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HTTP 503 Clarification

From: Justin Chapweske <justin@chapweske.com>
Date: Tue, 14 Jun 2005 13:56:53 -0500
To: www-talk@w3.org
Message-Id: <1118775413.18155.1462.camel@bog>

RFC 2616 says the following:

"10.5.4 503 Service Unavailable
The server is currently unable to handle the request due to a temporary
overloading or maintenance of the server. The implication is that this
is a temporary condition which will be alleviated after some delay. If
known, the length of the delay MAY be indicated in a Retry-After header.
If no Retry-After is given, the client SHOULD handle the response as it
would for a 500 response.

      Note: The existence of the 503 status code does not imply that a
      server must use it when becoming overloaded. Some servers may wish
      to simply refuse the connection."

I'm hoping you guys can help clarify the semantics of 503.  I see two
different ways that it can be interpreted:

1) A 503 response on a URI indicates that the particular URI is
currently unavailable and to retry after a certain period of time.
Other URIs on the same host may still be accessed by the requesting
client, just not the one that returned the 503.

2) A 503 response on a URI indicates that the entire server is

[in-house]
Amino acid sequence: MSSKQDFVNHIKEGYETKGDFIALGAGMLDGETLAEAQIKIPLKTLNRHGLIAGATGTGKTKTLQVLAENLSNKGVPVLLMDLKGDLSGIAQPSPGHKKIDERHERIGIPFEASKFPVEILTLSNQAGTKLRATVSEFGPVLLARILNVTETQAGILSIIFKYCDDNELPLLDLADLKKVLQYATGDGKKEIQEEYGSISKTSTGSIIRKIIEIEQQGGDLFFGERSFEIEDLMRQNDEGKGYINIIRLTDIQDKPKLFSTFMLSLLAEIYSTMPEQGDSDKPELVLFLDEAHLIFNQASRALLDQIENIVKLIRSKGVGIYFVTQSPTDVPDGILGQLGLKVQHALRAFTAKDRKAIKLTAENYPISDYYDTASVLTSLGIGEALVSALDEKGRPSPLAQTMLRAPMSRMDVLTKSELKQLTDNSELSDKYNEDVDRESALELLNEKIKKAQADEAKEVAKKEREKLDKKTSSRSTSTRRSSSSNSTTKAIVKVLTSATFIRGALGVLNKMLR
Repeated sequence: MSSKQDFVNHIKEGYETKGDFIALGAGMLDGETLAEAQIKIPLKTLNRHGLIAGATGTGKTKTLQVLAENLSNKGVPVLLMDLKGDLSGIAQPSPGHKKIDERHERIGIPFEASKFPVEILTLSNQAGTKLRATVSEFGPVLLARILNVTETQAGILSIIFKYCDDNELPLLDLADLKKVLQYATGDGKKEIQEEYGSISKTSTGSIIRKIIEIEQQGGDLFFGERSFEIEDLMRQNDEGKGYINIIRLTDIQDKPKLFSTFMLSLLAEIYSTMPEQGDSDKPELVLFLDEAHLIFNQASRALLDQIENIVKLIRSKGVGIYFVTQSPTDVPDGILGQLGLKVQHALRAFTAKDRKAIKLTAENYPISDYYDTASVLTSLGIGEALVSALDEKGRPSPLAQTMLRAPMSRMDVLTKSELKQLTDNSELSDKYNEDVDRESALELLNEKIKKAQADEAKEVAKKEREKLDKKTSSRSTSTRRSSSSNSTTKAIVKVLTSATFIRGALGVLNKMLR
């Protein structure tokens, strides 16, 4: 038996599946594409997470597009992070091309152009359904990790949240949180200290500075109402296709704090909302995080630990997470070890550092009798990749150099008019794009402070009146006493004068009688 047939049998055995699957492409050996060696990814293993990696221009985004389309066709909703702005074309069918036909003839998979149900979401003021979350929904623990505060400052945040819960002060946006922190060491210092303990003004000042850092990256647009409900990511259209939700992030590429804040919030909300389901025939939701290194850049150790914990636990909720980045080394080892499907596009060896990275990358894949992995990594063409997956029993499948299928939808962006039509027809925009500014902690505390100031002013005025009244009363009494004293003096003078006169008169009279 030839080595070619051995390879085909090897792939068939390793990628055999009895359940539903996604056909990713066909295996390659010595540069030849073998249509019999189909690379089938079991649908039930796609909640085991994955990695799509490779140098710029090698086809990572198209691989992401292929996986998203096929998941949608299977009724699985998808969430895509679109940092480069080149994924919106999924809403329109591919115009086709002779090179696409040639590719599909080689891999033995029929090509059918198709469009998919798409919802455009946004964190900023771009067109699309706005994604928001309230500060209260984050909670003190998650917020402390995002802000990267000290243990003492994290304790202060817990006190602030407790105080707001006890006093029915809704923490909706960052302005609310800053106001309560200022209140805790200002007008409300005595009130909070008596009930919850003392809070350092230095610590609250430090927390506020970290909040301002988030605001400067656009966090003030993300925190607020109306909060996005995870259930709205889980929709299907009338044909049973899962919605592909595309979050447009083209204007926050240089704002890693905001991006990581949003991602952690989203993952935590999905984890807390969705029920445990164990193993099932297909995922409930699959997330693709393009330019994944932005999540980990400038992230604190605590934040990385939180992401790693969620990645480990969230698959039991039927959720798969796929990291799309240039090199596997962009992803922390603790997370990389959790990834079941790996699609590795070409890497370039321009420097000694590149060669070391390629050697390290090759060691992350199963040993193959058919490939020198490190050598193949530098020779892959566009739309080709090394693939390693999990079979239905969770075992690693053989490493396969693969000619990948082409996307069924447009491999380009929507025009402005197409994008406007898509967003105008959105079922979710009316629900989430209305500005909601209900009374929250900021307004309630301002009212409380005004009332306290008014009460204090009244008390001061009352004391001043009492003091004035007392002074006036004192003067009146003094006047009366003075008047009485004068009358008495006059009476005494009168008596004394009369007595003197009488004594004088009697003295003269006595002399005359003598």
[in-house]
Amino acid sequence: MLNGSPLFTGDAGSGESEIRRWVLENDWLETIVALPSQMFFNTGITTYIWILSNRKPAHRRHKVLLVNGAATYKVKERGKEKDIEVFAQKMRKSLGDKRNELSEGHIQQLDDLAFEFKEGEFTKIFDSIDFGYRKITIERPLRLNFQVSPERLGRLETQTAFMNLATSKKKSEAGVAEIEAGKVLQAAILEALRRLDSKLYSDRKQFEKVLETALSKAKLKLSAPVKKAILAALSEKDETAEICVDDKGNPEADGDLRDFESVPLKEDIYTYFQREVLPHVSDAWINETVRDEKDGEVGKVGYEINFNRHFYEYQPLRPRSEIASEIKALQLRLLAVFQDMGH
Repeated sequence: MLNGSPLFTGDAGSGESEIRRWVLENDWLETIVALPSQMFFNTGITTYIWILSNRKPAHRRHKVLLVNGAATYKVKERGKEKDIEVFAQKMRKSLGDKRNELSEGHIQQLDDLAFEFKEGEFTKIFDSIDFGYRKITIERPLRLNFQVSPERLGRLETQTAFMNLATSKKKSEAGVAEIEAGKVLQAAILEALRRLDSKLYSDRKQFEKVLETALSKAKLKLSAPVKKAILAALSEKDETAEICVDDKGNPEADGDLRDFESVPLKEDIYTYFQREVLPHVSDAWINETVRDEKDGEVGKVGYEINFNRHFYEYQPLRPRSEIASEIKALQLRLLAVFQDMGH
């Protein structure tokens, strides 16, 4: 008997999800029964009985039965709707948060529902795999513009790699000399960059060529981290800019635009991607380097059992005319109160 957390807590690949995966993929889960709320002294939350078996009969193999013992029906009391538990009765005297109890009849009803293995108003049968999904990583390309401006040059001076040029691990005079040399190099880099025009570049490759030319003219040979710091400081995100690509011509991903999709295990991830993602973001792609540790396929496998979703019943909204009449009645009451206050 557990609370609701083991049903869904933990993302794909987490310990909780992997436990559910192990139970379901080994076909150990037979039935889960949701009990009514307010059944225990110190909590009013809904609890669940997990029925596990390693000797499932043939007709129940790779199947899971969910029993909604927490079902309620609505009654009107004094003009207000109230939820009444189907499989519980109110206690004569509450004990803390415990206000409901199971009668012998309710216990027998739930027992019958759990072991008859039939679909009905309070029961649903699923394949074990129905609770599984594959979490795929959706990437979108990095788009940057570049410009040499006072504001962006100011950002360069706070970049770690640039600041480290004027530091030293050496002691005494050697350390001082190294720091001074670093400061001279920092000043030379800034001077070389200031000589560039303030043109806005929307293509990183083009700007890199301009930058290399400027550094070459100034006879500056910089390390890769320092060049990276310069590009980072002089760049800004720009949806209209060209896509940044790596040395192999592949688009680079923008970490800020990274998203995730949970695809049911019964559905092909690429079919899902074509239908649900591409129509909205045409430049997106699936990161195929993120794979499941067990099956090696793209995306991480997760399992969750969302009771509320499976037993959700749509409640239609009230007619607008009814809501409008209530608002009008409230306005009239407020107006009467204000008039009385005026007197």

unavailable, and the client should not try to contact any URIs on that
servers until the retry after period has expired.

Each of these definitions has their own set of problems.  I would assume
that the authors had #2 in mind when they wrote the RFC, but since that
time, servlet and scripting environments have become widely deployed, so
you can often have scenarios where one application (such as search) may
be overloaded while another application on the same box may be just
fine.  If you interpret 503 as #2, then any application that is
overloaded will effectively cause a denial of service on other
applications on the same box.

Thus #1 seems like a safer assumption, because a given URI should really
only speak for itself.  But then a new issue arises: How does the server
indicate that it actually is fully overloaded and that requests to any
URI on the host should back off?  

One could do a heuristic backoff where if you receive consecutive 503's
from multiple URIs on the host, then you should back off.  Another
approach would be to do a temporary redirect to a resource like /503
that always returns a 503 with a retry-after, but I don't see anything
in the Retry-After semantics that would actually cause the client to
retry the original source that performed the redirection.

I appreciate any ideas you folks have for clarifying this situation.

-Justin
Received on Tuesday, 14 June 2005 19:00:12 GMT

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